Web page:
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Parliament Discussion Thursday, June 16, 2011

Parliament Discussion Thursday, June 16, 2011

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Published by Caleb Tromsness

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Published by: Caleb Tromsness on Jun 20, 2011
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06/20/2011

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ORAL QUESTIONS
 [Oral Questions] 
 
* * *[
Translation
]
Labour Relations
[Table of Contents]
Hon. Jack Layton (Leader of the Opposition, NDP):
Mr. Speaker, Canada accepts and protects the rights of workers to collectively bargain. This isa normal process that should not be interfered with. With its special bills, the government isclearly siding with management and is taking away the right of workers to use legal pressuretactics.Why is the government so quick to interfere in a legitimate negotiating process?[Table of Contents]
Right Hon. Stephen Harper (Prime Minister, CPC):
Mr. Speaker, as of yet, management and the union have been unable to reach an agreement.They are threatening to do significant damage to the Canadian economy, which this governmentfinds unacceptable. We will act in the best interests of the Canadian economy and the people of Canada.[Table of Contents]
Hon. Jack Layton (Leader of the Opposition, NDP):
Mr. Speaker, we have to let the parties come to an agreement. The government should not begetting involved so early on in the process and picking winners. The workers are currentlyfighting to protect their pensions. They do not have a choice, because the government did not dowhat was necessary to strengthen and protect the retirement pensions of workers here in Canada.Why does the government want to impose a pension model that leaves people to fend for themselves?(1120) [Table of Contents]
Right Hon. Stephen Harper (Prime Minister, CPC):
Mr. Speaker, I do not accept theLeader of the NDP's statements in this regard. The reality isthat these two parties are threatening to do significant damage to those who are not at the table. Itis the government's responsibility to protect the best interests, the broader interests, of the peopleof Canada, and we will take action to do so.[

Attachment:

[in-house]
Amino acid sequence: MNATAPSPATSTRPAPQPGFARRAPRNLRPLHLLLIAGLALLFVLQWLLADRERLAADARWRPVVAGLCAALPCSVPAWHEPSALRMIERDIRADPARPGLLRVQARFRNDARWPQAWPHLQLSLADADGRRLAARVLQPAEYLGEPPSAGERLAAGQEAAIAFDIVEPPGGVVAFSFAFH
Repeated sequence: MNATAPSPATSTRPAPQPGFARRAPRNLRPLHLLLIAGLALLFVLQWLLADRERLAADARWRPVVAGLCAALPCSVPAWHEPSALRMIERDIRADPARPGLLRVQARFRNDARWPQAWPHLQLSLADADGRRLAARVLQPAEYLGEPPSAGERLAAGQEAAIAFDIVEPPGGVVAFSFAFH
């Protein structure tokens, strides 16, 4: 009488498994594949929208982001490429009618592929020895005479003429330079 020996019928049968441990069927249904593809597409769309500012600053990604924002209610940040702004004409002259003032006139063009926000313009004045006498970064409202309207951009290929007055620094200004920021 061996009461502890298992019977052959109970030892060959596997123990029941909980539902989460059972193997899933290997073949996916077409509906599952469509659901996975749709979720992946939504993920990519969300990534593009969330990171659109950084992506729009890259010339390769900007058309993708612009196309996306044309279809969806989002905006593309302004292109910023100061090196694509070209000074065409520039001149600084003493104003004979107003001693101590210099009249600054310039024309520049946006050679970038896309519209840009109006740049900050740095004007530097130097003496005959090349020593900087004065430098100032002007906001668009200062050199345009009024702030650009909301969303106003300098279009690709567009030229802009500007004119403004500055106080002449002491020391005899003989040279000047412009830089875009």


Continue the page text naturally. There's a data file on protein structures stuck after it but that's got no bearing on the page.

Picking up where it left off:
E 
nglish
][Table of Contents]
 
Hon. Jack Layton (Leader of the Opposition, NDP):
Mr. Speaker, the government should be protecting the right of seniors to security and aneconomic future they can count on. However, now we see, with the government's interference inthe current labour dispute, the real motive. The government is backing executive bonuses in themillions instead of standing behind pensioners and retirees who are trying to protect their future.The government's approach on pensions is going to leave the next generation with a burdenthat it will not be able to handle, a social debt for the future. It should be our job to ensure thatretirees can age with dignity.What the government is doing is wrong. Why is it leaving people to fend for themselves--[Table of Contents]
The Speaker:
The right hon. Prime Minister.[Table of Contents]
Right Hon. Stephen Harper (Prime Minister, CPC):
Mr. Speaker, what the leader of the NDP said has nothing to do with the government'slegislation. The reality is that we have two parties, management and the union, that have beenunable to come to an agreement after some months of negotiation.As a consequence of their inability to come to an agreement, they are threatening seriousdamage on a wide swath of the Canadian public. This is not acceptable to the Canadiangovernment or to the economy, and we will act to ensure that those who are not at the table havetheir interests protected.[Table of Contents]
Ms. Libby Davies (Vancouver East, NDP):